This piece discusses the topic of suicide and suicidal thoughts. Please use discretion.

My childhood and adolescence were marked with milestones of self-destruction.

When I was 13 years old, I swallowed a handful of pills; when I was 16, I did the same thing again, but this time an even larger dose, chased down with mouthwash. The first time I was sober; the second time I was drunk. Both of those incidents lead to me being hospitalized, and the latter lead to my spending month of inpatient rehab for substance abuse.

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I’m Worried About My Friend’s Suicide Risk. How Can I Help?

A man sits by a mountainous beach

I don’t know who she was.

It was the early 2000s, the height of the AIM craze, when middle schoolers rushed home at the end of the day to log on and start chatting. These were the early days, where we could hardly distinguish an LOL from a G2G and emojis had yet to replace emoticons (I know, (☉_☉)!).

One day, I was chatting with my friend when I started panicking: She had seen an apparent suicide note on someone else’s AIM profile, and didn’t know what to do. All of 13 years old, we called our respective parents to help save the day. Our parents called the police. But this was the early days of social media, when it was next to impossible to figure out where someone was or how to reach out to them.

To this day, I still wonder if that person is alright.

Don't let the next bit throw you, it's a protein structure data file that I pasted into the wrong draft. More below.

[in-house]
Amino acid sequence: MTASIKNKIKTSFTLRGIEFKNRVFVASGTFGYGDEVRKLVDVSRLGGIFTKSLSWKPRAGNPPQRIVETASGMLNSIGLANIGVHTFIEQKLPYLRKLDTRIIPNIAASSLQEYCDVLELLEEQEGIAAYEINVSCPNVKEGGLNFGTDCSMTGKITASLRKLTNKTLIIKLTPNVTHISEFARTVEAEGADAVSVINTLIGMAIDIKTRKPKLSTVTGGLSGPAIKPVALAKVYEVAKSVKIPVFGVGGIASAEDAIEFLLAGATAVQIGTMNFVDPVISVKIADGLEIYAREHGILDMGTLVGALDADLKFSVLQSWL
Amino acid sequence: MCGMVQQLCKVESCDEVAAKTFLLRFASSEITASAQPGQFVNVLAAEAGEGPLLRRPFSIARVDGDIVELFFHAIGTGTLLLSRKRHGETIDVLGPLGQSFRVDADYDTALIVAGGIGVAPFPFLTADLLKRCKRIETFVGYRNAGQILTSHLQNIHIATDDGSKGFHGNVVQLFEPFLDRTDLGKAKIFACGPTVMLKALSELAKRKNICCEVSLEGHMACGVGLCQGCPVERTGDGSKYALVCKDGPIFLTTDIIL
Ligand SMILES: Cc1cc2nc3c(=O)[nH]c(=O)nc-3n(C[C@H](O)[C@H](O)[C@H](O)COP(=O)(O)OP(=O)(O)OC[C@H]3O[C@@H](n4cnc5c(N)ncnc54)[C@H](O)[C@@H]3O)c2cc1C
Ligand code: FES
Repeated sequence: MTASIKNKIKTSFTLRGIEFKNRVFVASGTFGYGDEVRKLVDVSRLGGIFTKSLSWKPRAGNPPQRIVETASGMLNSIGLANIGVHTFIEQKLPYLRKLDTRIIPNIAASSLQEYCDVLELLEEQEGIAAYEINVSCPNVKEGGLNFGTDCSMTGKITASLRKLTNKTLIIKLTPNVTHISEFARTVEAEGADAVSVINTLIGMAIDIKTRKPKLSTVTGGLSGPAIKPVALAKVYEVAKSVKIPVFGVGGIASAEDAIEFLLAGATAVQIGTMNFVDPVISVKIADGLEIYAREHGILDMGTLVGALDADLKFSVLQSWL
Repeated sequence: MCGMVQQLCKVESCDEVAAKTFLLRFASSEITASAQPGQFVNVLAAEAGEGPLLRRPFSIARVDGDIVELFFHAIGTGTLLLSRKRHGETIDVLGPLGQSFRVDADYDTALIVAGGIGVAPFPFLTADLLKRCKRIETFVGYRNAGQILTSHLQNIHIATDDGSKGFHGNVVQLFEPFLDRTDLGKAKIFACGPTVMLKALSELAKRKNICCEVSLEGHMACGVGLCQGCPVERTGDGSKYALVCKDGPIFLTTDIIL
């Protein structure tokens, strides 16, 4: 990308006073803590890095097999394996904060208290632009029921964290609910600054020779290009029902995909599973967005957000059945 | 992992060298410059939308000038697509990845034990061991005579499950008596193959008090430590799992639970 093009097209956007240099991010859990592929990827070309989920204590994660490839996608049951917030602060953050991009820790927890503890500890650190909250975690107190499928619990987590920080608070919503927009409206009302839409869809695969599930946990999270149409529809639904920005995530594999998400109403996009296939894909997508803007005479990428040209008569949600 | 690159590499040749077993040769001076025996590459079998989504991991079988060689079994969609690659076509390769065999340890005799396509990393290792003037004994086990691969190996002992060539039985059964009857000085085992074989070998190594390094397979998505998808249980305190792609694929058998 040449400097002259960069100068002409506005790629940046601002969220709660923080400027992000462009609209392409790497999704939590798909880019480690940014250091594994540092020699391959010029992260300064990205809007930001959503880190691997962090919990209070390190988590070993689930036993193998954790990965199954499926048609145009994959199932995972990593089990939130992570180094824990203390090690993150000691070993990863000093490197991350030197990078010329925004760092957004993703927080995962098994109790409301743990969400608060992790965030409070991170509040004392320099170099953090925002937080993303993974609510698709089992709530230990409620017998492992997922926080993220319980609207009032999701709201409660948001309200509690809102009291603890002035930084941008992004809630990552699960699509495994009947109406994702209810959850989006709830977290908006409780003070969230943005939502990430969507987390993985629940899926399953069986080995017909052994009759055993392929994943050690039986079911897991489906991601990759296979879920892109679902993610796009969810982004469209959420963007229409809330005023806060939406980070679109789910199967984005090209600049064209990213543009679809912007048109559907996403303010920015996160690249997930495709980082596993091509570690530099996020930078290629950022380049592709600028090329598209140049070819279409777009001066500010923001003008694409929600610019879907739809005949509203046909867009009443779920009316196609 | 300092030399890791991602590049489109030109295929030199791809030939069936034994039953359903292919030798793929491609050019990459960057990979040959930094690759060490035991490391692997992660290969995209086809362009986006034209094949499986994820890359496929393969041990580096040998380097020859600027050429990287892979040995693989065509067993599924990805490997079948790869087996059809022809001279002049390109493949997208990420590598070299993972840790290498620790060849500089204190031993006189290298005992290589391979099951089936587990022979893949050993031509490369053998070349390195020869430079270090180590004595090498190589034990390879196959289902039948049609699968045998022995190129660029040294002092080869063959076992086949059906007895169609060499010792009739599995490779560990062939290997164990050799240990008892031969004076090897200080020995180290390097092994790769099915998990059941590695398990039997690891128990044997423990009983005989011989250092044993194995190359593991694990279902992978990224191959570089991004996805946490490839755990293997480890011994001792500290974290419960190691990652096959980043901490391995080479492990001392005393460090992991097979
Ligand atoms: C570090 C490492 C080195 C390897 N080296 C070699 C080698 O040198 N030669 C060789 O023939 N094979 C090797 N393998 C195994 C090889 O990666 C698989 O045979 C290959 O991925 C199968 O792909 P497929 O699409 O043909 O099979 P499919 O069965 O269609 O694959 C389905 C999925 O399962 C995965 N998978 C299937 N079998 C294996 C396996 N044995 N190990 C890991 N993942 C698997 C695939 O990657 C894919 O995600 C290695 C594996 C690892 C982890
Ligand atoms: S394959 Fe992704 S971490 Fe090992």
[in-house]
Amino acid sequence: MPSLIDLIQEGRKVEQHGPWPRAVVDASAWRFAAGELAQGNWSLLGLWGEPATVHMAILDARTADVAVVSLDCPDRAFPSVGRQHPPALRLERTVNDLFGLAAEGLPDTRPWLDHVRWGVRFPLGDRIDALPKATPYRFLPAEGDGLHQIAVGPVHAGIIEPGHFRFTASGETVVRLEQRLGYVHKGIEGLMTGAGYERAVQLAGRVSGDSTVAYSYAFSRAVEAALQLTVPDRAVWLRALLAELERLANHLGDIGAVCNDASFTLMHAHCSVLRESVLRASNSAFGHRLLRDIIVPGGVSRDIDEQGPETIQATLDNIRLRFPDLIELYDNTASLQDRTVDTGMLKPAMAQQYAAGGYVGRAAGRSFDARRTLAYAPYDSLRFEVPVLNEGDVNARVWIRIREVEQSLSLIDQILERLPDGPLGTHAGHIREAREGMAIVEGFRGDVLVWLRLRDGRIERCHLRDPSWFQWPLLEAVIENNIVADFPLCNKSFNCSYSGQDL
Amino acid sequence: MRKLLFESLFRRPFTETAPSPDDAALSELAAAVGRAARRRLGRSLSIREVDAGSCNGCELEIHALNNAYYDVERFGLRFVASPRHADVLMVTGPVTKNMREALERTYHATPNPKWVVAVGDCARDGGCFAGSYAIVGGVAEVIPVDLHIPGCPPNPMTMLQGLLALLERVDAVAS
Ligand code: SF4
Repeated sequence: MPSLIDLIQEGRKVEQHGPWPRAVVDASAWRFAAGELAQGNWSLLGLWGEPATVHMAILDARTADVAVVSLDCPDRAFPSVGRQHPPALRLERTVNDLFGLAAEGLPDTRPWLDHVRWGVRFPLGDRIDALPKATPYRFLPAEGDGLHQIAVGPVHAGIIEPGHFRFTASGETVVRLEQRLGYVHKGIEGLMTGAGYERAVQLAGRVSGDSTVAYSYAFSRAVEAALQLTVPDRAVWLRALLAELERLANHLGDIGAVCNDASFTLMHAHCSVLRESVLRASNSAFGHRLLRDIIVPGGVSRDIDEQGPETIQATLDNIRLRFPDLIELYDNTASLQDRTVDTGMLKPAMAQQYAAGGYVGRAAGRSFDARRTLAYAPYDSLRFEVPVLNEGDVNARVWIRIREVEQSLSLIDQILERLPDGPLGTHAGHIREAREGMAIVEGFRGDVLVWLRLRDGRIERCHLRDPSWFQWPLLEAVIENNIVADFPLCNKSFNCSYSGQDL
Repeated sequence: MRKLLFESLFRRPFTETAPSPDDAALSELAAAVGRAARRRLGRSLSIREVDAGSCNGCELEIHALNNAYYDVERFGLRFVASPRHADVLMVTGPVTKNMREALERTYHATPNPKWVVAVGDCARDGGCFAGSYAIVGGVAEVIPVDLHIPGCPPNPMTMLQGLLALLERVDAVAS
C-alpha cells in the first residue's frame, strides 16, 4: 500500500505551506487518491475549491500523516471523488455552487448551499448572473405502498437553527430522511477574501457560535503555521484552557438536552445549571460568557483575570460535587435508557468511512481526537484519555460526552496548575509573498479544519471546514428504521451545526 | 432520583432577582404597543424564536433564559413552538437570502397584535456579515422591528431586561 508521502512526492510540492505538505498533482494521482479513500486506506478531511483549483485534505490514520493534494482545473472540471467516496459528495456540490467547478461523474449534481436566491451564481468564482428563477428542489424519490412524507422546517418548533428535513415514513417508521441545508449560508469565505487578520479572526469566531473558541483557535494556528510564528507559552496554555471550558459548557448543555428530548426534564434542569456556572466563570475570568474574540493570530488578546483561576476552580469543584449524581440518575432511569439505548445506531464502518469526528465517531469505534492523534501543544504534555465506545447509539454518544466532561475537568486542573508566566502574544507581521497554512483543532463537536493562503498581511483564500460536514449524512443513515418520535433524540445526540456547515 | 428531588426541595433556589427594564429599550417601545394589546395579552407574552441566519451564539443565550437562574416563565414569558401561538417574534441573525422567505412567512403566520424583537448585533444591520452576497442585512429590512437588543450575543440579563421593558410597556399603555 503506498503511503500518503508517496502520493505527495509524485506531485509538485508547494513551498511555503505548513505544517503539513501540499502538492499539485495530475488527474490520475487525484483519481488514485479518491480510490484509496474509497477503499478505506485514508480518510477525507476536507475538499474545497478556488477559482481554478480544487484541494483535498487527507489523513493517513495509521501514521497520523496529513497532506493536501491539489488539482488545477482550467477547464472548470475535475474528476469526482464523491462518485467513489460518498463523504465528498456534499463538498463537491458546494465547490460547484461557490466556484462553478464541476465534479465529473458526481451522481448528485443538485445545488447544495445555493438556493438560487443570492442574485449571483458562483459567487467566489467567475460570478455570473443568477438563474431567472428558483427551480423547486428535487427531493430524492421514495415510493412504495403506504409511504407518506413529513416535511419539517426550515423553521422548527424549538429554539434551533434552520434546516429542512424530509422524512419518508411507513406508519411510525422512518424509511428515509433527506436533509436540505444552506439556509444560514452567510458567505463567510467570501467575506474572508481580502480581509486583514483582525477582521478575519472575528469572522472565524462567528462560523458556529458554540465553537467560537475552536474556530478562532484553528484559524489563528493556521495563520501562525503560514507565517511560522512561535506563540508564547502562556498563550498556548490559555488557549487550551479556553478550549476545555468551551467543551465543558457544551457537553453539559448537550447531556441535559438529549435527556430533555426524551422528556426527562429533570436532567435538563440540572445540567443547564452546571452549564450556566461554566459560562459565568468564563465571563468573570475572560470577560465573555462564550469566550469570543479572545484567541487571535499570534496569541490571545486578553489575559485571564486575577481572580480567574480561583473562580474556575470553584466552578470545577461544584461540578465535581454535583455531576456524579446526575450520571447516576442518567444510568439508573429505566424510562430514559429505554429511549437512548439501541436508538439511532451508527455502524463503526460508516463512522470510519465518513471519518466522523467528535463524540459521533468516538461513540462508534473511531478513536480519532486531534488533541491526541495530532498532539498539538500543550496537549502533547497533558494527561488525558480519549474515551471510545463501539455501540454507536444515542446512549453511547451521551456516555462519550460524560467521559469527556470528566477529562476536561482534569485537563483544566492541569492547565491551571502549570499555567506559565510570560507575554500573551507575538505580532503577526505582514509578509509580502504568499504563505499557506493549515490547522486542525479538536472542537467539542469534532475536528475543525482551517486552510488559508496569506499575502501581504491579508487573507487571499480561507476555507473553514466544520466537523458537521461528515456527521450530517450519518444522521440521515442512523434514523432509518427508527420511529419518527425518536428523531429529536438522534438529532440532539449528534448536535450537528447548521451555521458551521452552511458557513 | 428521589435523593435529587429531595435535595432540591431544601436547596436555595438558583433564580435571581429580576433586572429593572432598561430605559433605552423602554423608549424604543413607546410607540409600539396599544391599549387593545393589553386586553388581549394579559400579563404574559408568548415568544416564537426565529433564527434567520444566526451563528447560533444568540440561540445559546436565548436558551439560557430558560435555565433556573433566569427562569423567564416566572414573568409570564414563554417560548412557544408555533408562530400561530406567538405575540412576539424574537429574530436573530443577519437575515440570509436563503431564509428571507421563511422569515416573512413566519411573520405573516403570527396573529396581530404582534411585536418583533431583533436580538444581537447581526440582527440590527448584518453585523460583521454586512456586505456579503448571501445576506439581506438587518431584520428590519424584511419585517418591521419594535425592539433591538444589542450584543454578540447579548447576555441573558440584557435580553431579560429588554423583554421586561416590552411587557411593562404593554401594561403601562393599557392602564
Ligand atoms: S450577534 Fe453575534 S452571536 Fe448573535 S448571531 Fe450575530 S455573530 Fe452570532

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Why It’s Healthy To Lower Your High Expectations in College

A woman stands over a balcony with a graduation cap and gown on

A group of us were getting together for the first time since graduation, reminiscing about our earlier selves.

“We were all horrible in college,” my friend said recently over drinks. “We were so status-obsessed and trying to keep up with everyone else who was status-obsessed.”

Another friend, sipping his beer, put it more succinctly: “We were all so depressed in college.”

He meant this literally.

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Why Does Depression Make it Difficult to Function?

A stylish man leans his head against his hand with his eyes closed

Sometimes depression can sneak up on us, seeping into our lives without detection until it hits hard weeks, months, or even years later. Other times it shows up suddenly, like a heavy, wet blanket that has been thrown on top of us.

Either way, one of depression’s hallmark features is our loss of interest in seemingly everything, whether it’s a favorite pastime or the people closest to you — it can make getting out of bed at all nearly impossible. The world, which once seemed round, flattens out. We’re no longer having any fun and sometimes it’s downright hard to function.

The culprit? In the case of clinical depression, usually it’s a symptom referred to as anhedonia.

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What to Say to Someone When They’re Inconsolable

Silhouette of a man comforting a woman at sunset

We have all faced moments in our lives where we felt completely inconsolable. Maybe it was after a loss like the death of a loved one — or perhaps after a devastating breakup, job loss, or any other life-change that seemed out of our control and that we grieved deeply.

At times, though, there is no discernible cause: those of us who suffer from depression or anxiety know that sometimes our feelings overwhelm us so intensely that they become hard to shake — and it feels like nothing can console us in those moments.

But what if you are on the other end of such an experience, not suffering from these feelings yourself, but witnessing an inconsolable loved one?